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Panel-scale modeling of a deep longwall panel: the MULSIM alternative.

Larson-MK; Whyatt-JK
Proceedings of the 32nd International Conference on Ground Control in Mining, July 30-August 1, 2013, Morgantown, West Virginia. Morgantown, WV: West Virginia University, 2013 Jul; :181-188
Panel-scale modeling of stress changes induced by longwall coal mining is a challenging problem, particularly in deep mines of the western United States. Two common approaches to this problem are the empirical and boundary element modeling methods. One boundary element method, LaModel, was recently calibrated to field measurements at a mine in Colorado (Larson and Whyatt, 2012). However, the calibrated overburden properties were extreme, resulting in very low estimates of gob loading. Next, the empirical method was calibrated to field measurements and applied to the problem, but this approach clearly extrapolated this method well beyond the characteristics of underlying cases. This paper examines a third option, the elastic continuum boundary element program Mulsim. The program was expanded to handle LaModel-size meshes in a version dubbed Mulsim/ Large. Properties for the elastic, homogeneous overburden model in Mulsim were estimated as a thickness-weighted average of typical published elastic properties for each major stratum. These properties, along with a commonly used pillar strength equation and coal properties, produced the measured load transfer distance and reasonable gob loading without further calibration. Given the number of input parameters required for all of these methods, it is not surprising that LaModel and the empirical approach could be adjusted further to incorporate similar gob loads. However, these extraordinary measures failed to bring gate road pillar loading in line with Mulsim results. Differences in pillar load estimates continued to be significant (as large as 65% in this study). These results demonstrate that, for this particular case, the choice of analysis method impacts results in ways that cannot be removed by calibration of input parameters. Finally, the natural fit between the Mulsim model and mine conditions suggests that approximating overburden at the particular site used for this research as an elastic continuum is superior to the alternatives examined.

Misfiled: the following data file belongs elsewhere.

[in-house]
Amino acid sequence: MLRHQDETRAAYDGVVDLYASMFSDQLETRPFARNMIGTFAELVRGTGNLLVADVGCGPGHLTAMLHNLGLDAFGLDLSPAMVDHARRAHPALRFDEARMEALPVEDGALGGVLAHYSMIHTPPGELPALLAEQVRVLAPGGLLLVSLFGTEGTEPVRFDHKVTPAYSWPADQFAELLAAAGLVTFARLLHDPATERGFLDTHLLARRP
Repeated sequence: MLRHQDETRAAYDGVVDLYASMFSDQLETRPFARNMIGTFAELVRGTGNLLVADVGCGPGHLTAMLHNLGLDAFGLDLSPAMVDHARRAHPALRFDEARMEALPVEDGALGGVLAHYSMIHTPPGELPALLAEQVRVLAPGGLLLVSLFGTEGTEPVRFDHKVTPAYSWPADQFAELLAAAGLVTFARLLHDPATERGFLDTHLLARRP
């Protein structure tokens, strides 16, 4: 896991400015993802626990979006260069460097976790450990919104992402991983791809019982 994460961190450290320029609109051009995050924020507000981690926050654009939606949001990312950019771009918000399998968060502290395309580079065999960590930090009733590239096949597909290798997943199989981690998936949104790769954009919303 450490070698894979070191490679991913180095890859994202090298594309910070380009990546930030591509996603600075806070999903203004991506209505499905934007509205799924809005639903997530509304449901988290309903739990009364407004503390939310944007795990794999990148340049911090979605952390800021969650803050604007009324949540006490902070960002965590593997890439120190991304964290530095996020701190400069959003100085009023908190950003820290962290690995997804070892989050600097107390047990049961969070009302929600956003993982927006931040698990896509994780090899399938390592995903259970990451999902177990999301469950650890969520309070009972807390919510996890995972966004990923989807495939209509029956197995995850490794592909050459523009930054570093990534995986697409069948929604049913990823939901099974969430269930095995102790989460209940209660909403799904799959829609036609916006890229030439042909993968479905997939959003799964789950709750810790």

Mining-industry; Underground-mining; Ground-control; Ground-stability; Geology; Computer-software; Computer-models; Models; Coal-mining; Longwall-mining
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Proceedings of the 32nd International Conference on Ground Control in Mining, July 30-August 1, 2013, Morgantown, West Virginia